Online Gambling Prohibition: Blame it on Abramoff

Written by:
Alejandro Botticelli
Published on:
Online Gambling

Uber-lobbyist Jack Abramoff has long been noted as the individual who allowed online gambling to thrive unregulated, unlicensed and - for a few years - free from prosecution.  Whether the industry should thank him or not remains debatable since these days his associations are mostly frowned upon, and online gambling happened to be one such association. 

He and the lobbying firm that employed him, Greenberg Traurig, also did a significant amount of work on behalf of foreign-based gambling Web sites, the Washington Post reported on Thursday.  Greenberg Traurig still plays a meaningful role in representing the sector (The Commonwealth of Kentucky vs. 141 Online Gambling Domain Names comes to mind). 

Citing lobbying disclosure records, a GOP memo asserts that Internet gambling interests paid "Team Abramoff" nearly $5 million from 2001 to 2004, including clients such as the Interactive Gaming Council of Vancouver, which is helping to lead efforts to legalize online gambling in the United States. "While Jack himself is now imprisoned, many of his former associates continue to carry out Abramoff's plan to legalize Internet gambling in the United States," the GOP memo reads.

The Post article goes on to state that gambling proponents bristle at such attacks, and say the memo is full of misinformation that treats all Greenberg Traurig clients as if they were connected to Abramoff, who was fired by the firm.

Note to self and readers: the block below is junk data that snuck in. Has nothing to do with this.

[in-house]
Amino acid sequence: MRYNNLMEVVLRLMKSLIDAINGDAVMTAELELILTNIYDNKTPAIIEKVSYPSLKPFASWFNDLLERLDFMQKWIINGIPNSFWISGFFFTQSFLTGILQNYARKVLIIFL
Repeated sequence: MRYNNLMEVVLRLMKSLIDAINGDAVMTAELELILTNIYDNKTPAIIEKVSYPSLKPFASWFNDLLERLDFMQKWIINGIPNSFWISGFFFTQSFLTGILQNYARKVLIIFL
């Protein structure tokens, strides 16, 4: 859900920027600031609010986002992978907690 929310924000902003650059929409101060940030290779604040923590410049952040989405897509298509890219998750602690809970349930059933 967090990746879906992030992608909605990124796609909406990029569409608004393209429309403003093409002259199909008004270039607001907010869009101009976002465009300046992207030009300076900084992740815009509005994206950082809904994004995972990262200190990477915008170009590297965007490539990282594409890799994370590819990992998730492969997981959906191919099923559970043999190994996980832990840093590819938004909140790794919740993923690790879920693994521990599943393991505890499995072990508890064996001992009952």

The reality is that most of the industry heavy hitters represented by Greenberg Traurig up until recently were barely born during Abramoff's lobbying period.  Most of Abramoff's financial support is said to have come from now defunct BetOnSports and PartyGaming, which exited the US market around the same time Abramoff stopped lobbying. 

Keith Furlong, deputy director of the Interactive Gaming Council, validates this point, saying that his group "never retained Jack Abramoff in any capacity. We did retain others at his firm at the very end of his tenure there, and we continue to do so, but we have never had a relationship with him."

Rep. Barney Frank (D-Mass) had planned on holding a hearing Friday to discuss proposed legislation that would legalize online poker, but those plans are now on hold for the moment. 

The GOP think tank was also angered by the Obama administration's delaying of implementation of the Unlawful Internet Gaming Enforcement Act (UIGEA) that essentially holds banks responsible for policing online gambling money transactions, something they say they cannot do to begin with. 

Outspoken Republicans are not about to give up. 

From the Washington Post:

GOP lawmakers as well as conservative groups, began pushing back this week against the legalization effort. Minority Whip Eric Cantor (R-Va.) and other lawmakers have scheduled floor statements condemning the legislation, while GOP aides began circulating the Abramoff-related memo and other attacks.  Rep. Spencer Bachus (R-Ala.), ranking member on the House Financial Services Committee, said in a statement that he would continue to push for implementation of the 2006 law hardening the prohibition for online gaming. "Our children and families need this protection," Bachus said.

Alejandro Botticelli,


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